“The river around Red Wing is usually very clear,” said Tom Monsoor, a Wal-Mart FLW Tour pro from La Crosse, Wis. “The smallmouth fishing is excellent. The average fish is 2 to 3 1/2 pounds.
“The fishing, believe it or not, is even better near La Crosse. You can find big schools of smallies all weighing between 3 and 5 pounds. The water is usually fairly clear, but it all depends on the wind and rain runoff from the surrounding farmland.”
The whole upper Mississippi is really a neat fishery. There is vegetation and structure everywhere, and it all holds fish.
Relatively light smallmouth-fishing pressure allows anglers to get away from people and have a large area to fish in solitude. On a good day, anglers can boat 70 smallies. While certainly known in the region, anglers across America rarely hear of the quality smallmouth fishing found in the unique upper Mississippi River.
For more information on the upper Mississippi, contact the Wisconsin Department of Natural Resources at (608)266-2621 (www.dnr.state.wi.us).
– Chris Eubanks
Located in far western New York, Chautauqua Lake offers top-quality fishing, though it is rarely mentioned in national publications. Locals have proclaimed Chautauqua as the Muskie Capital of the World. Smallmouths, however, may soon claim a title of their own.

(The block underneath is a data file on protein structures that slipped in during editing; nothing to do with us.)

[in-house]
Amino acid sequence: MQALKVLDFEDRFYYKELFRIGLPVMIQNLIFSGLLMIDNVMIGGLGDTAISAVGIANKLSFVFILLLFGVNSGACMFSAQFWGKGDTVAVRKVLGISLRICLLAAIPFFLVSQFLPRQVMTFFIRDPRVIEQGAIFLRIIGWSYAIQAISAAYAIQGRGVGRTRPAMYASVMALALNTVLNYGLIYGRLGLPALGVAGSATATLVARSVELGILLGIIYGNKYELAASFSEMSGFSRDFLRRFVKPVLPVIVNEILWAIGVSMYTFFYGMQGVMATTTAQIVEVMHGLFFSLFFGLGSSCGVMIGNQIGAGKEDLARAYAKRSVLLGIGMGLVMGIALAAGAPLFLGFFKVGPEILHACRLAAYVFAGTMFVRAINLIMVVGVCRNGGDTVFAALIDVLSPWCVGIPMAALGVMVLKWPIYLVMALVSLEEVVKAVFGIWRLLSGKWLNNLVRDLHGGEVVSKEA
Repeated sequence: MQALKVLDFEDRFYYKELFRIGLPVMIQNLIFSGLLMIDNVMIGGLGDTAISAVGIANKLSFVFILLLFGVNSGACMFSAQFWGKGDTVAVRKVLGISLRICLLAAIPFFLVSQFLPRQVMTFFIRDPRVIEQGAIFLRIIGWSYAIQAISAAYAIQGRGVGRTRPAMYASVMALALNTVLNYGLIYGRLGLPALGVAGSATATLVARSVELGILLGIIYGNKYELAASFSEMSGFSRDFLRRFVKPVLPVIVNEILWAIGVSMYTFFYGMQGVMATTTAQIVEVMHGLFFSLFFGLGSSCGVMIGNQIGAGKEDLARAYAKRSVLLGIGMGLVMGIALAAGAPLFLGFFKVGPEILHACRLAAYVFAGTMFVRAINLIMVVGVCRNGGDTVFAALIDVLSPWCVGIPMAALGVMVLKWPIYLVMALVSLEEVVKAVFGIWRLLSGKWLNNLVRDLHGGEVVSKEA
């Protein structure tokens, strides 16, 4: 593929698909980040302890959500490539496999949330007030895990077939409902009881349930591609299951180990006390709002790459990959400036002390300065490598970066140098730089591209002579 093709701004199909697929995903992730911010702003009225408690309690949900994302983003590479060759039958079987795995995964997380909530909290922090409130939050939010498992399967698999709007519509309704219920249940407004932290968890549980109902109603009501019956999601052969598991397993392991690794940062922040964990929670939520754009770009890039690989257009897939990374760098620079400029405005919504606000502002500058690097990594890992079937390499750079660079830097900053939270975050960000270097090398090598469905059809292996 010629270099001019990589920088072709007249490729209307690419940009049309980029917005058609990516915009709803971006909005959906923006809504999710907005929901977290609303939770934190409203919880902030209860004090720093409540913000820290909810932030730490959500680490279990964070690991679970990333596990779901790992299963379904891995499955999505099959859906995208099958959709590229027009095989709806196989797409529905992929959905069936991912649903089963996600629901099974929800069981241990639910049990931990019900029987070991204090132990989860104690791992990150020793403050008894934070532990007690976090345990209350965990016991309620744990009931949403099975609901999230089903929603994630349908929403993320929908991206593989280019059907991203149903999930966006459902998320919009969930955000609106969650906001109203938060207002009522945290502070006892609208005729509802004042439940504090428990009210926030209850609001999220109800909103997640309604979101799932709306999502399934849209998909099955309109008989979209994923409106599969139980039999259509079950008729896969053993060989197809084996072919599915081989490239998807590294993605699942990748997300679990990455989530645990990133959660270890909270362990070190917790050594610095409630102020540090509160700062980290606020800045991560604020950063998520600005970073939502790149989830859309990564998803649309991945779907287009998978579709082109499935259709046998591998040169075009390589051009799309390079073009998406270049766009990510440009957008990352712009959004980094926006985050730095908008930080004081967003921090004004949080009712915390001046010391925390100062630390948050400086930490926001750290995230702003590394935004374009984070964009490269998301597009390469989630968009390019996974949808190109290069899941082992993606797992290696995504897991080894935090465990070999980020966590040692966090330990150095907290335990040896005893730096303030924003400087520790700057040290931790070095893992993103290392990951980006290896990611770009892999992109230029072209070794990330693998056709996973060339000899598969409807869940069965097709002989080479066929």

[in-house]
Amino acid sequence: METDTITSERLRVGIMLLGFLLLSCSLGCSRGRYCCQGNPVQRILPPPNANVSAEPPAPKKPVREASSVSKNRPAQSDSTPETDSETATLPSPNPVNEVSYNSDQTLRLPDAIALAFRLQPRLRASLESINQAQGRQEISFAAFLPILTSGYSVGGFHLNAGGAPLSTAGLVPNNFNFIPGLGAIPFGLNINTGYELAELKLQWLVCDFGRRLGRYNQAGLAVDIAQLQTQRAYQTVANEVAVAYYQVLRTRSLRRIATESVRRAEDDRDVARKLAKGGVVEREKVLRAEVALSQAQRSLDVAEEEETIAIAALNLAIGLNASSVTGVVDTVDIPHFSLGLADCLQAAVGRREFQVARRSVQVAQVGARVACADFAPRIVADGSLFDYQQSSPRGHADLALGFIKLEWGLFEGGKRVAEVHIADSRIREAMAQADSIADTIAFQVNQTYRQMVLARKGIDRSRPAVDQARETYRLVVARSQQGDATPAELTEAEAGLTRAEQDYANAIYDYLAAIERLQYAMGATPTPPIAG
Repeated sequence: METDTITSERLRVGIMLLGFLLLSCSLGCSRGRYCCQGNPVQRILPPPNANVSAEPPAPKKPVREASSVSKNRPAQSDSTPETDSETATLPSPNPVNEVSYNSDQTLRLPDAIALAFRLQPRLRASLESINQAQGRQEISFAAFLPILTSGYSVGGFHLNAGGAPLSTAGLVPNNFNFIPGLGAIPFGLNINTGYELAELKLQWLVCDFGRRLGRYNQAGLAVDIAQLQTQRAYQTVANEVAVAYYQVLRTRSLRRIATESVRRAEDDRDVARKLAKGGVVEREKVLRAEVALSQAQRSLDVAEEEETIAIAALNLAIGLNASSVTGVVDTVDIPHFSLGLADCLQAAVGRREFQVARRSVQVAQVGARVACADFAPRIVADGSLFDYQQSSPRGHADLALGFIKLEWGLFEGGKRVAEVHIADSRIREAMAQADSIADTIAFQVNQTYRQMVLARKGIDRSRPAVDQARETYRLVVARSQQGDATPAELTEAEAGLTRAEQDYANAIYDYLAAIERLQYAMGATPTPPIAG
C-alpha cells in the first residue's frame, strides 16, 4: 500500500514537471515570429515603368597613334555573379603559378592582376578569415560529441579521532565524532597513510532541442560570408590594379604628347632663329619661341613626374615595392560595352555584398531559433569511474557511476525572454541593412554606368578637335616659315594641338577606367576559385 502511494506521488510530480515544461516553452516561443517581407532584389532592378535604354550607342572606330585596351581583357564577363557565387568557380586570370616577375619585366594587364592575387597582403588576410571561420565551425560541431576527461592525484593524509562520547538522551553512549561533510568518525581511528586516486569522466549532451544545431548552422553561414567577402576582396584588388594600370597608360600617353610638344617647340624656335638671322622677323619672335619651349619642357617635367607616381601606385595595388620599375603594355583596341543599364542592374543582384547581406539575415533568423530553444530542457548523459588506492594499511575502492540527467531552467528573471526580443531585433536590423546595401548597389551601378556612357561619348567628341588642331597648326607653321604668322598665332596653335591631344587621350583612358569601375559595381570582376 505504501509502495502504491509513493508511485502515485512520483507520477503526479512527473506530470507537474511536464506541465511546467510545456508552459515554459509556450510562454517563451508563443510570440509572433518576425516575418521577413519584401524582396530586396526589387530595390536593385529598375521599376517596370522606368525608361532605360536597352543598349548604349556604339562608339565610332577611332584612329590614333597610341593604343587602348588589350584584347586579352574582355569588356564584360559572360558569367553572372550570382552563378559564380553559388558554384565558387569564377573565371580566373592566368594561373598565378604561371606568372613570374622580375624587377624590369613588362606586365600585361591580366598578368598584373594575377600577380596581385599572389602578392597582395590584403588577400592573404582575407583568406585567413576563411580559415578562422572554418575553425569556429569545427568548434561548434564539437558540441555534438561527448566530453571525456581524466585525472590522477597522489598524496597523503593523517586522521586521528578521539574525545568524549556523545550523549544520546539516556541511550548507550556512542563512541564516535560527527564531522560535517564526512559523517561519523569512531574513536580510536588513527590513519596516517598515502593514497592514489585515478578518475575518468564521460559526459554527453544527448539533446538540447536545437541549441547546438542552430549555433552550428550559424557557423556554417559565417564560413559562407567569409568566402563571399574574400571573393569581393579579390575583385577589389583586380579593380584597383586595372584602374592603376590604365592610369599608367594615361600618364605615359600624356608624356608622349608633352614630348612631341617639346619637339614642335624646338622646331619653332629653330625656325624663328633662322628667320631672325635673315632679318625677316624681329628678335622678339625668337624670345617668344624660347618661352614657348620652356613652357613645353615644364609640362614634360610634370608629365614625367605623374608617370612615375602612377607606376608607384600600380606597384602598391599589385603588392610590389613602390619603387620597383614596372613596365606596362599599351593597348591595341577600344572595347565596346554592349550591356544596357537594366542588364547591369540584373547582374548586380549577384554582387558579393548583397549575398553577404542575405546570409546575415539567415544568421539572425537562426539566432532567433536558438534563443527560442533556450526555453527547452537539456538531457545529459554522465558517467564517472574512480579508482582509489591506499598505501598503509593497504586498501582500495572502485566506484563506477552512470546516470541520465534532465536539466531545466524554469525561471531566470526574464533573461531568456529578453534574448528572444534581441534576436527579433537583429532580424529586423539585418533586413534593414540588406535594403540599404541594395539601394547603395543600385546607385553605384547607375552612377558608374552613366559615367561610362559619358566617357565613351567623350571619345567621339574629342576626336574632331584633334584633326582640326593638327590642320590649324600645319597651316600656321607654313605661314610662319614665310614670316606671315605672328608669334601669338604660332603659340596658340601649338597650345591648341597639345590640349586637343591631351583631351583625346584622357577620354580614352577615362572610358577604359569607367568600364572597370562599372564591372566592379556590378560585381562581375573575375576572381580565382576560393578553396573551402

Lying in the quiet, historic countryside about 40 miles east of Erie, Pa., Chautauqua is a gorgeous lake chock-full of the fattest smallmouths in the country. Chautauqua Lake is about 17 miles long and covers approximately 13,000 acres. The lake consists of two basins, and with depths going more than 70 feet, the northern basin averages 25 feet deep. The southern basin, about equal in size, is much shallower with a maximum depth of only 19 feet. The overall fishery is outstanding – muskies, walleyes and even big largemouths often draw attention away from the trophy bronzebacks. Furthermore, nearby Lake Erie often garners a lot of the local angling attention, leaving Chautauqua fishermen free to roam the peaceful lake without competition.
How big do Chautauqua smallies get? In tournaments, anglers better catch five-fish limits around 23 pounds to compete for the win. Two- and 3-pound bronzebacks are so numerous that they occasionally annoy anglers searching for 5- and 6-pounders.
For more information, contact the Chautauqua County Visitors’ Bureau at (800) 242-4569 (www.chautauquafishhunt.com).
– Chris Eubanks
1. Lake Erie – Lake Erie received more first-place votes than any other fishery in any category. It is undeniably the best smallmouth fishery in the United States. True, the lake can be broken into three separate regions (basins) because of its vastness, but as a whole, it is the best. As many anglers familiar with Erie proclaim, “There are no small fish in Erie.” Smallies over 5 pounds are nothing special in this top-notch fishery.